After the loss of a sensation, cross-modal sensory plasticity may be initiated by a process that sensory afferents are rewired from the remained sensory organs to the cortical region of losing inputs, which is supported by the following facts. Visual stimuli evoked the potentials in the auditory cortex of deaf individuals, and ring stimuli evoked the potentials in blindness's visual cortex [4], [8], [10], [12], [13]. This rewire of afferents constitutes sensory substitution. In the meantime, the signals to the cortices of the remained modalities may be weakened, which leads to the expansion of these cortices to maintain homeostasis in their sensations and sensory hypersensitivity. This cross-modal projection of afferents can be explained by the repealing among sensory afferents and the attraction of sensory cortices to specific afferents [11]. The signals in Wnts family can repeal and attract the extension of neuronal axons [44], [45], [46].

Potential molecular mechanisms for the rewiring of neural circuits have not been addressed. This rewiring includes the crosswire circuits to be reactivated between sensory cortices as well as the afferents of the remained modalities to project to a sensory cortex that loses input signal. Based on our study, it also needs to be addressed how the neurons are differentially regulated, and how these never cells work coordinately to upregulate olfactory sensation. Our finding in cell-specific mechanism for cross-modal sensory plasticity is an initiative for this topic. It may be questioned whether olfactory upregulation by depriving whisker tactile input on the right side is dominantly present on the left side or right side of olfactory pathway since there is a connection between the two sides of olfactory bulbs [47]. Our study shows a dominant upregulation on the left side of olfactory function as well as of functional changes in piriform cortex.

The sensitivity of rodents to odors was evaluated by testing their initial responses to odors at a minimal concentration [17], [18], [19], so that an olfactometer was designed to observe behavioral responses to odor threshold concentration and to quantify olfaction sensitivity [20], [21], [22], [23], [24]. In fact, air dilution causes odor concentration to be decreased with distances, which grants designing a protocol to measure olfactory sensation based on the distances between animals and odors. Here, we used a “T” maze to examine the olfactory function of mice (Methods and Fig. 1A). When the cheese was moved away from the center of “T” maze, the successful rate for mice moving into cheese-containing arm was decreased. Once a distance is reached, at which mice move into two arms equally, they are unable to smell cheese. Under this distance, if the successful rate for mice moving into a cheese-containing arm is significantly higher than 50%, their olfactory function is upregulated, or vice versa. Our approach to evaluate olfactory sensitivity is based on mice freely searching for food in response to odorants diffused from air dilution gradient, instead of placing them in a restricted space.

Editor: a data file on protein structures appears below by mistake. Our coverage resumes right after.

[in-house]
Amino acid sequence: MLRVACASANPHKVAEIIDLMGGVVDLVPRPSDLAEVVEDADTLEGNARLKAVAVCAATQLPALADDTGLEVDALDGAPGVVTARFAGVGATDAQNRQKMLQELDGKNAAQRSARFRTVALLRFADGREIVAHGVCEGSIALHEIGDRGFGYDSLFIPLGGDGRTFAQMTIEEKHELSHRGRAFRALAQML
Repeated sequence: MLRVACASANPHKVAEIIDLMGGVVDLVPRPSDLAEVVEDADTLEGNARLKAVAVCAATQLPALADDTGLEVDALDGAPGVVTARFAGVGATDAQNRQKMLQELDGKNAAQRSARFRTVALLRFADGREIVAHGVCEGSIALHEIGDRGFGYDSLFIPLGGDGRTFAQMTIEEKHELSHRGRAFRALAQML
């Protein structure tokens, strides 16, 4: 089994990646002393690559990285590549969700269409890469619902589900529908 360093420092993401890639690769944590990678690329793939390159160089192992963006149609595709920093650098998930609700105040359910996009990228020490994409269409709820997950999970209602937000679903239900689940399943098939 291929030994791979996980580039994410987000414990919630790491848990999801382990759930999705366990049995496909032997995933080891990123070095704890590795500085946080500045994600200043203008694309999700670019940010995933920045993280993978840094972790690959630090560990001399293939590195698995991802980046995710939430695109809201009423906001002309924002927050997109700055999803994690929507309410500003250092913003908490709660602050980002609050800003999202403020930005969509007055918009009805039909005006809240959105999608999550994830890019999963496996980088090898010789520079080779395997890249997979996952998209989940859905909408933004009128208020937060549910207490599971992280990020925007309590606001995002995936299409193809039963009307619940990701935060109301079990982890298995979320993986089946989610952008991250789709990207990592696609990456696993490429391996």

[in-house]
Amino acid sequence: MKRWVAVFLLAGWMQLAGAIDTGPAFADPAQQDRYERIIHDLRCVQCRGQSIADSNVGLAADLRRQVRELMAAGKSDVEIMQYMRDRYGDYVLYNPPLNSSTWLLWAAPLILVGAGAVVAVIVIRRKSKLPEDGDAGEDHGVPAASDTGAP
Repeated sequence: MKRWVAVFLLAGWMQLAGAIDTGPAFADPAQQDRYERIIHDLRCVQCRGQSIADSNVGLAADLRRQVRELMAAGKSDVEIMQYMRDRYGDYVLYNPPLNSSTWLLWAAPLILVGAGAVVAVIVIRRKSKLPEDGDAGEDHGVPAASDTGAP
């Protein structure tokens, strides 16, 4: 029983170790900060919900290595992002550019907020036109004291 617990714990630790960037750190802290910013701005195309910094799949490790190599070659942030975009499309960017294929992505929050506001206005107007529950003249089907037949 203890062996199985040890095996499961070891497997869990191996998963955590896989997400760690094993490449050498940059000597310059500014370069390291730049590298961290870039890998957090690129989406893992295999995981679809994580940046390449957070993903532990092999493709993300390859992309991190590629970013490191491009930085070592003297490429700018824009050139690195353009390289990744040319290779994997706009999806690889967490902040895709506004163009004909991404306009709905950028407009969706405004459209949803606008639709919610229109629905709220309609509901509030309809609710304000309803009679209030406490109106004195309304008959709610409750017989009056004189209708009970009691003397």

A previous report indicated that a functional upregulation of GABAergic neurons in the barrel cortex was associated with cross-modal plasticity induced by depriving olfaction [11]. We also observed that a downregulation of GABAergic neurons in the piriform cortex was associated with the cross-modal plasticity induced by trimming whiskers. The discrepancy between these results may be the followings. The neural circuits in barrel cortex and piriform cortex are different [16], [48], such that the function of GABAergic neurons may be different in regulating neural networks to set activity patterns to be various in these two cortical areas. Second, GABAergic neurons in these two areas respond to the deprivation of sensory inputs differently. The deprivation of olfactory input by impairing olfactory epithelia reduced the number of GABAergic neurons (Ni et al. 2010). The deprivation of whisker tactile input by trimming whiskers did not reduce the number of GABAergic cells and the density of their processes (Figure S1). Third, the approaches to deprive olfactory input and whisker tactile input in these two studies are different. Olfactory input was deprived by impairing olfactory epithelia, i.e., the complete deprivation of olfactory input [11]; whereas whisker tactile input was deprived by trimming whiskers, i.e., the incomplete deprivation of whisker input (Methods). These factors may differently influence cortical functions.